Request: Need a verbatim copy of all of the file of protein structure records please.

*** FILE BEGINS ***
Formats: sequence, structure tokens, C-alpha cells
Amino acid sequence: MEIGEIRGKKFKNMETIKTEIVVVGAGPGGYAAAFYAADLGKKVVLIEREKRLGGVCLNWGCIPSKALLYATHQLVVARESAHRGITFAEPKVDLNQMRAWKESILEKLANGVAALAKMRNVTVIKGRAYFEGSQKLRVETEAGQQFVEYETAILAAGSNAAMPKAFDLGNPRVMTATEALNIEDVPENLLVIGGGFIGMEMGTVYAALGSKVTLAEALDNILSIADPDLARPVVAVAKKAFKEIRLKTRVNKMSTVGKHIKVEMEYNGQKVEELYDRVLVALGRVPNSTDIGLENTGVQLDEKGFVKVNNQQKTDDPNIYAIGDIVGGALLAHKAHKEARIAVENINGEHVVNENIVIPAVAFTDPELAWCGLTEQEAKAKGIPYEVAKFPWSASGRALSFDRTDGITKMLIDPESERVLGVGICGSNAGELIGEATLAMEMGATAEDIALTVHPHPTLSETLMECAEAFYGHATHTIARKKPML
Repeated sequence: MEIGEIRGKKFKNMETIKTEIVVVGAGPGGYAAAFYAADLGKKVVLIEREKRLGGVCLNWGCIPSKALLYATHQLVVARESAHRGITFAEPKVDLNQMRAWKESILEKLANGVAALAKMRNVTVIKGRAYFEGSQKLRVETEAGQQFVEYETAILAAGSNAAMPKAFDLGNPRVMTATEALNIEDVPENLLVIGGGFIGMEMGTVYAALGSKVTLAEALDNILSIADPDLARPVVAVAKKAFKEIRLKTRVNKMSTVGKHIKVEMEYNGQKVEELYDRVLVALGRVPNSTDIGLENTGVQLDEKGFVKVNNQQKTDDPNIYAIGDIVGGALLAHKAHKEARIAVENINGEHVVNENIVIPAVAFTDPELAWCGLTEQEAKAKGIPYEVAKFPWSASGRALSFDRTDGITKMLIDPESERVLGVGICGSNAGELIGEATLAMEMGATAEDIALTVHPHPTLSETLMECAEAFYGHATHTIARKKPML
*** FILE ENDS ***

Formats: sequence, structure tokens, C-alpha cells
Amino acid sequence: MEIGEIRGKKFKNMETIKTEIVVVGAGPGGYAAAFYAADLGKKVVLIEREKRLGGVCLNWGCIPSKALLYATHQLVVARESAHRGITFAEPKVDLNQMRAWKESILEKLANGVAALAKMRNVTVIKGRAYFEGSQKLRVETEAGQQFVEYETAILAAGSNAAMPKAFDLGNPRVMTATEALNIEDVPENLLVIGGGFIGMEMGTVYAALGSKVTLAEALDNILSIADPDLARPVVAVAKKAFKEIRLKTRVNKMSTVGKHIKVEMEYNGQKVEELYDRVLVALGRVPNSTDIGLENTGVQLDEKGFVKVNNQQKTDDPNIYAIGDIVGGALLAHKAHKEARIAVENINGEHVVNENIVIPAVAFTDPELAWCGLTEQEAKAKGIPYEVAKFPWSASGRALSFDRTDGITKMLIDPESERVLGVGICGSNAGELIGEATLAMEMGATAEDIALTVHPHPTLSETLMECAEAFYGHATHTIARKKPML
Repeated sequence: MEIGEIRGKKFKNMETIKTEIVVVGAGPGGYAAAFYAADLGKKVVLIEREKRLGGVCLNWGCIPSKALLYATHQLVVARESAHRGITFAEPKVDLNQMRAWKESILEKLANGVAALAKMRNVTVIKGRAYFEGSQKLRVETEAGQQFVEYETAILAAGSNAAMPKAFDLGNPRVMTATEALNIEDVPENLLVIGGGFIGMEMGTVYAALGSKVTLAEALDNILSIADPDLARPVVAVAKKAFKEIRLKTRVNKMSTVGKHIKVEMEYNGQKVEELYDRVLVALGRVPNSTDIGLENTGVQLDEKGFVKVNNQQKTDDPNIYAIGDIVGGALLAHKAHKEARIAVENINGEHVVNENIVIPAVAFTDPELAWCGLTEQEAKAKGIPYEVAKFPWSASGRALSFDRTDGITKMLIDPESERVLGVGICGSNAGELIGEATLAMEMGATAEDIALTVHPHPTLSETLMECAEAFYGHATHTIARKKPML